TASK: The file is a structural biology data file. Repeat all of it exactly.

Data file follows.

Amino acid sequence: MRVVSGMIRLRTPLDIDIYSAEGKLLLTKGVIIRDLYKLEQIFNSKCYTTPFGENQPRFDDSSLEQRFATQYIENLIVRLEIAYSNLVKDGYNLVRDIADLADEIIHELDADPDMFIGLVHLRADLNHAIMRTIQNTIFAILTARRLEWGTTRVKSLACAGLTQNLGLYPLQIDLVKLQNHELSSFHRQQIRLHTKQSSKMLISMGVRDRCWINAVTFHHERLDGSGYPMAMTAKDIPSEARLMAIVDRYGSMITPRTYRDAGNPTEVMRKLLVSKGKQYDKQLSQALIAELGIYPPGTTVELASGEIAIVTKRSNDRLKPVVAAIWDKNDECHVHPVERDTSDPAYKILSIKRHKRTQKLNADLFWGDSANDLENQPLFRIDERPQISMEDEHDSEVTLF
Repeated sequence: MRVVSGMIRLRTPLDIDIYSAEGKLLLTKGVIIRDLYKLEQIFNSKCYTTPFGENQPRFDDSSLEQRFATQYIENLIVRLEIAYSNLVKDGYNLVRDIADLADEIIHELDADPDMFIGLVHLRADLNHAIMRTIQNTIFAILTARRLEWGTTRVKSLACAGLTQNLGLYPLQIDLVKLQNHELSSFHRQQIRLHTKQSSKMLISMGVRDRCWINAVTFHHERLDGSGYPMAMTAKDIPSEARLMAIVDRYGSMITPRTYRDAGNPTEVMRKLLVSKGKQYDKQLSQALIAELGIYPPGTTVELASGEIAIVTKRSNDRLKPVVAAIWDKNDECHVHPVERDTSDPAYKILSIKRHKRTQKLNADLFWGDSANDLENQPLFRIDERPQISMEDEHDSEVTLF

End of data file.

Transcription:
Amino acid sequence: MRVVSGMIRLRTPLDIDIYSAEGKLLLTKGVIIRDLYKLEQIFNSKCYTTPFGENQPRFDDSSLEQRFATQYIENLIVRLEIAYSNLVKDGYNLVRDIADLADEIIHELDADPDMFIGLVHLRADLNHAIMRTIQNTIFAILTARRLEWGTTRVKSLACAGLTQNLGLYPLQIDLVKLQNHELSSFHRQQIRLHTKQSSKMLISMGVRDRCWINAVTFHHERLDGSGYPMAMTAKDIPSEARLMAIVDRYGSMITPRTYRDAGNPTEVMRKLLVSKGKQYDKQLSQALIAELGIYPPGTTVELASGEIAIVTKRSNDRLKPVVAAIWDKNDECHVHPVERDTSDPAYKILSIKRHKRTQKLNADLFWGDSANDLENQPLFRIDERPQISMEDEHDSEVTLF
Repeated sequence: MRVVSGMIRLRTPLDIDIYSAEGKLLLTKGVIIRDLYKLEQIFNSKCYTTPFGENQPRFDDSSLEQRFATQYIENLIVRLEIAYSNLVKDGYNLVRDIADLADEIIHELDADPDMFIGLVHLRADLNHAIMRTIQNTIFAILTARRLEWGTTRVKSLACAGLTQNLGLYPLQIDLVKLQNHELSSFHRQQIRLHTKQSSKMLISMGVRDRCWINAVTFHHERLDGSGYPMAMTAKDIPSEARLMAIVDRYGSMITPRTYRDAGNPTEVMRKLLVSKGKQYDKQLSQALIAELGIYPPGTTVELASGEIAIVTKRSNDRLKPVVAAIWDKNDECHVHPVERDTSDPAYKILSIKRHKRTQKLNADLFWGDSANDLENQPLFRIDERPQISMEDEHDSEVTLF